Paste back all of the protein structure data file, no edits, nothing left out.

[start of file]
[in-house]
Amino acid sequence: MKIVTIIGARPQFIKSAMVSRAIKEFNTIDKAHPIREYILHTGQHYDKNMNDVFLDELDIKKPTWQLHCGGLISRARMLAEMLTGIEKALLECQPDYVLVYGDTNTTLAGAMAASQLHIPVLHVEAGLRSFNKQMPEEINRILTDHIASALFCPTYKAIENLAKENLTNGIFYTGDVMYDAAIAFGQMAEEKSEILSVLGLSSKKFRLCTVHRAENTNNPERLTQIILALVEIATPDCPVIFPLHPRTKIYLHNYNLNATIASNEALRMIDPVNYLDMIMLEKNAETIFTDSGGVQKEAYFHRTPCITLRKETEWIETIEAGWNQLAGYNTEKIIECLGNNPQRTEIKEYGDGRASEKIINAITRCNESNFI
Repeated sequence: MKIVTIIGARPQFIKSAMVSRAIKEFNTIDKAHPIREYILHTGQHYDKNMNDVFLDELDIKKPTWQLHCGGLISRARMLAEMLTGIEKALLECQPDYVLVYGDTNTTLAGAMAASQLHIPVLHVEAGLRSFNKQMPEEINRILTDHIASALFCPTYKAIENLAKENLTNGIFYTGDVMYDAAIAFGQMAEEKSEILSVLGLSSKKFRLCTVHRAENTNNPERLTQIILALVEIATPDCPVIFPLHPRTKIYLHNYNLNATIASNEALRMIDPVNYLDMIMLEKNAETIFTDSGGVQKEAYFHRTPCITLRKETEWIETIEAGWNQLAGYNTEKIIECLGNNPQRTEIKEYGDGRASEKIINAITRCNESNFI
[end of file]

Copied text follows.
[in-house]
Amino acid sequence: MKIVTIIGARPQFIKSAMVSRAIKEFNTIDKAHPIREYILHTGQHYDKNMNDVFLDELDIKKPTWQLHCGGLISRARMLAEMLTGIEKALLECQPDYVLVYGDTNTTLAGAMAASQLHIPVLHVEAGLRSFNKQMPEEINRILTDHIASALFCPTYKAIENLAKENLTNGIFYTGDVMYDAAIAFGQMAEEKSEILSVLGLSSKKFRLCTVHRAENTNNPERLTQIILALVEIATPDCPVIFPLHPRTKIYLHNYNLNATIASNEALRMIDPVNYLDMIMLEKNAETIFTDSGGVQKEAYFHRTPCITLRKETEWIETIEAGWNQLAGYNTEKIIECLGNNPQRTEIKEYGDGRASEKIINAITRCNESNFI
Repeated sequence: MKIVTIIGARPQFIKSAMVSRAIKEFNTIDKAHPIREYILHTGQHYDKNMNDVFLDELDIKKPTWQLHCGGLISRARMLAEMLTGIEKALLECQPDYVLVYGDTNTTLAGAMAASQLHIPVLHVEAGLRSFNKQMPEEINRILTDHIASALFCPTYKAIENLAKENLTNGIFYTGDVMYDAAIAFGQMAEEKSEILSVLGLSSKKFRLCTVHRAENTNNPERLTQIILALVEIATPDCPVIFPLHPRTKIYLHNYNLNATIASNEALRMIDPVNYLDMIMLEKNAETIFTDSGGVQKEAYFHRTPCITLRKETEWIETIEAGWNQLAGYNTEKIIECLGNNPQRTEIKEYGDGRASEKIINAITRCNESNFI